Have Crocs become the ‘ironic shoe du jour’?

Why we always end up loving ugly stuff

POPSCI: A scientific slant on popular culture

The world is filled with ugly things; that sculpture in London’s Olympic Park, Ugg boots, the emojis in the iOS 10 update. But beauty is in the eye of the beholder, and most things don’t stay ugly forever. Which is probably why crocs are beginning to find their footing in more fashionable circles. Christopher Kane sent his models walking down the runway earlier this month wearing bejewelled crocs, while lesser-known designer Collina Strada similarly showed at NYFW with the shoes finishing off every look. Even Rihanna’s rocking the crocs.

Twitter was particularly enraged by Kane’s showcase. “If Christopher Kane just ordained Crocs as the new ironic shoe du jour I’m gonna lose it,” tweeted one contrarian — and that’s exactly the point. Birkenstocks, flatforms, those weird Nikes with the split toes — plenty of shoes have been elevated from ugliness to ‘shoe du jour’ status.

Because ‘ugly’ isn’t static. Looking back at the history of art, fashion, architecture or advertising, it’s clear that what’s considered beautiful and what isn’t changes with every decade. Although brain scans show that things people consider beautiful light up certain parts of the brain more profoundly, what lights up each participant’s brain is unique. Beauty is a social and cultural construct, and — in turn — so is ugliness.

Besides, beauty is often boring. “Ugliness, no matter how difficult to define, always fascinates,” writes Stephen Bayley, author of Ugly: the Aesthetics of Everything. “If everything were beautiful, nothing would be. Our word ugly derives from the Old Norse ugga, which means aggressive. We need a measure of visual aggression to make beauty comprehensible, even tolerable.” Which is potentially why early adopters in the fashion world are required to make ugly things go full circle in a so-bad-it’s-good kind of way. As Victorian novelist Marie Louise Ramé says, “familiarity is a magician that’s cruel to beauty, but kind to ugliness.”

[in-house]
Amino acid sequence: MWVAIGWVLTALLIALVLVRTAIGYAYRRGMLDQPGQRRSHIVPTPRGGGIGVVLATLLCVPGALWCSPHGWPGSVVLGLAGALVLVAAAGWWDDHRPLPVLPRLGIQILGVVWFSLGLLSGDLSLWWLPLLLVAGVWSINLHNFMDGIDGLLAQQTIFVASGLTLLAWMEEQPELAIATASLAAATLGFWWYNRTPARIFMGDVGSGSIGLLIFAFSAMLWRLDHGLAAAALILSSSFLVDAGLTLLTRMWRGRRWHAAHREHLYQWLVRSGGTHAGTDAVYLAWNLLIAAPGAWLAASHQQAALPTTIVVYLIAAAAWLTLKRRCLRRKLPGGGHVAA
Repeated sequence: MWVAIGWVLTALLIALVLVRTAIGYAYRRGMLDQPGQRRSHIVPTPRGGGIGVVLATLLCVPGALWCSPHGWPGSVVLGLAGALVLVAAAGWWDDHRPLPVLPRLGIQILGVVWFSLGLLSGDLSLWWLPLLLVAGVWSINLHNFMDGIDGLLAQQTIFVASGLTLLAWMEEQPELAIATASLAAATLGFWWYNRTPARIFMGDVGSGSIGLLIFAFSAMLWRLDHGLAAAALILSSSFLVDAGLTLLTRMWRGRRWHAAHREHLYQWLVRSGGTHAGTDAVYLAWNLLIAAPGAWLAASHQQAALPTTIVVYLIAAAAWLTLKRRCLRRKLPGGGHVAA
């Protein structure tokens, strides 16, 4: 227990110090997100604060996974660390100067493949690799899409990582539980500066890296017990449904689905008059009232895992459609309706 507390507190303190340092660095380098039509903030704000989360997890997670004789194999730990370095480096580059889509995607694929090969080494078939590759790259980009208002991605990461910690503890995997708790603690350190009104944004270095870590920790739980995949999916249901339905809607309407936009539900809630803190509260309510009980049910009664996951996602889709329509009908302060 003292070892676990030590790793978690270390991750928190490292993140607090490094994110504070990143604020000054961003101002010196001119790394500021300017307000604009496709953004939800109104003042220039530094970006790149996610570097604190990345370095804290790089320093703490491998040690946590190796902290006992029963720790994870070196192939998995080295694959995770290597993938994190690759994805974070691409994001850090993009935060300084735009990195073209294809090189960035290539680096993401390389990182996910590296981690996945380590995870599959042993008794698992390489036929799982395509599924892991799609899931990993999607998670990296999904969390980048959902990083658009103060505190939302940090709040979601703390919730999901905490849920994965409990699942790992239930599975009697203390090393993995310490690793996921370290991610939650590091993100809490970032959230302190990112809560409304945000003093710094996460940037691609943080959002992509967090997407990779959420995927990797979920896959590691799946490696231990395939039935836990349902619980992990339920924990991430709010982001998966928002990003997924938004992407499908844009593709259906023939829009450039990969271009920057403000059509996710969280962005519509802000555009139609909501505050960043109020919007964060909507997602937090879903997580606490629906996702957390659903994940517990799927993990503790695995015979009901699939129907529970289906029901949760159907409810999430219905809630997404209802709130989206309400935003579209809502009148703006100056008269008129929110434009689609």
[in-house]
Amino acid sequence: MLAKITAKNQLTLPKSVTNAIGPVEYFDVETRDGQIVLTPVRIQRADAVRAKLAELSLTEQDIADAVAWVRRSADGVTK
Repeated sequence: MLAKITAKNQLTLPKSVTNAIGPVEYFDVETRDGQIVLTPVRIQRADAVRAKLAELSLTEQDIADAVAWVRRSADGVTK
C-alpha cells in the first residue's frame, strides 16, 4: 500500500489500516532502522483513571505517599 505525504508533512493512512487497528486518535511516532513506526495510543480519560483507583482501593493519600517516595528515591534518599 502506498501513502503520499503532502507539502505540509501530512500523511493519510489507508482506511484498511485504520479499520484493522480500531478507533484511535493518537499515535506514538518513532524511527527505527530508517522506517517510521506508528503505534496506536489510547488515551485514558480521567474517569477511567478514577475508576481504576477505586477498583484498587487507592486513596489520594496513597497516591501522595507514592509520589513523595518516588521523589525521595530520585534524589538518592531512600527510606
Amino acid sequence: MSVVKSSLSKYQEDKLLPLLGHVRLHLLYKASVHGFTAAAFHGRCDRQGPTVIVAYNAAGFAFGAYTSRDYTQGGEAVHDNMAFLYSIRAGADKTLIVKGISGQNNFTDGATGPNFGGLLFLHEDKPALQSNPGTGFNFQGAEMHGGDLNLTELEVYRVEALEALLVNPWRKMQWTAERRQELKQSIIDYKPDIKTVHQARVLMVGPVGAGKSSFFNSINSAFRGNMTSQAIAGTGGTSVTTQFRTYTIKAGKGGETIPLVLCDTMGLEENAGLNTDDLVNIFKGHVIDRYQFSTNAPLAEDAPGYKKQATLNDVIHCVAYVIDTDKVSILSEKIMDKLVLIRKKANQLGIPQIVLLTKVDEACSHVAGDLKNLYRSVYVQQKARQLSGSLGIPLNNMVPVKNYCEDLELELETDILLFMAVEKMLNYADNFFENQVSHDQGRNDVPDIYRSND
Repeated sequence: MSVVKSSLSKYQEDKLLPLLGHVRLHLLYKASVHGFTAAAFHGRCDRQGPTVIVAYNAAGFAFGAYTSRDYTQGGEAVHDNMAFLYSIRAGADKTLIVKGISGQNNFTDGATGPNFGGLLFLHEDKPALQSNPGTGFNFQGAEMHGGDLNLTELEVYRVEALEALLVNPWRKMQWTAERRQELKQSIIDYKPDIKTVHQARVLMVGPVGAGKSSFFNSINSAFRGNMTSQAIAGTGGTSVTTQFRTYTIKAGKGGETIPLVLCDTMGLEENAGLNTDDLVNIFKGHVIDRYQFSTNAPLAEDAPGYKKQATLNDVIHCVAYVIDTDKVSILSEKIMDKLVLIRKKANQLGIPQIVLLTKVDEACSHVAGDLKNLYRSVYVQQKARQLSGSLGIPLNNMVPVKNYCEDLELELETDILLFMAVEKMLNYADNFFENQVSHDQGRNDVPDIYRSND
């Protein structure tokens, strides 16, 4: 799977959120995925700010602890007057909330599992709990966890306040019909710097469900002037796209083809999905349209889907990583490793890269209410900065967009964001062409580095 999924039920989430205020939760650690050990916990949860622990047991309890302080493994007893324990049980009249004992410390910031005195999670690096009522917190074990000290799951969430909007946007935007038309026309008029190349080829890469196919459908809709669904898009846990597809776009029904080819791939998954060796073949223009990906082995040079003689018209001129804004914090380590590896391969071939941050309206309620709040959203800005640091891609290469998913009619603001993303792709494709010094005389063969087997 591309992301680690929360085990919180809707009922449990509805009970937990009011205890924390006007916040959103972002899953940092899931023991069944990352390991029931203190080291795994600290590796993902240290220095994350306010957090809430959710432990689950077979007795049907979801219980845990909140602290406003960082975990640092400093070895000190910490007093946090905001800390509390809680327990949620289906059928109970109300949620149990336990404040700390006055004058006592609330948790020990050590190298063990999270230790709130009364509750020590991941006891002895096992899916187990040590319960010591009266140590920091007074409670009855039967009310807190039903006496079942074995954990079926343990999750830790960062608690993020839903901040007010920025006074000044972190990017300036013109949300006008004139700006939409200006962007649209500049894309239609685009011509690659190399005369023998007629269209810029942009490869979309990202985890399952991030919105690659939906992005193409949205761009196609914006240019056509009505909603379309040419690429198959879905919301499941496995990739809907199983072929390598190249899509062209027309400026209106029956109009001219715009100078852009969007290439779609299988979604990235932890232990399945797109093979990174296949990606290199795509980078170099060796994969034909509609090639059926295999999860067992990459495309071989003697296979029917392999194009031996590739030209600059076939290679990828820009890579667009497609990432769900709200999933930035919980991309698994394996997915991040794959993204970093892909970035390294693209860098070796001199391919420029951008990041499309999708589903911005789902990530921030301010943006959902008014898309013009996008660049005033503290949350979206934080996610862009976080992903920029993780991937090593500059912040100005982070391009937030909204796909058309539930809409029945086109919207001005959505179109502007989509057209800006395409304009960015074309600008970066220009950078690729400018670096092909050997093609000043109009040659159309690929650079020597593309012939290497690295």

And often, ‘ugly’ things are hiding in plain sight. “I always work with unexpected items and combinations, transforming the everyday into desirable luxury,” says Kane. “I wanted to bring my own stamp and DNA to Crocs’ classic clog shoe and achieve something really special.” Kane’s not the only one, either. At a time when information has been completely democratised, and fashion has become something that any culture vulture can peck from the global stage, things that are ‘fashionable’ are ‘out’ before they’ve even made it ‘in’.

Instead, what’s stylish is the unexpected; the everyman that wasn’t even trying. It’s why Vetements managed to shift a t-shirt that’s an exact replica of the uniform worn by employees of DHL for £185; why Birkenstocks continue to go in and out of fashion. Crocs are, in a way, the uniform of the everyman; ‘normcore’ at its finest. While they may be universally condemned as ugly, they’re hugely popular among those who just want a shoe to get shit done in — 30 million pairs were sold in 2014 alone. “Since the shoes aren’t expensive and serve many purposes,” writes journalist Kim Bhasin, “people wear them regardless of aesthetics.” But by this time next year, could people be wearing them because of their aesthetics?

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Lore Oxford is Canvas8's deputy editor. She previously ran her own science and technology publication and was a columnist for Dazed and Confused. When she’s not busy analysing human behaviour, she can be found defending anything from selfie culture to the Kardashians from contemporary culture snobs.

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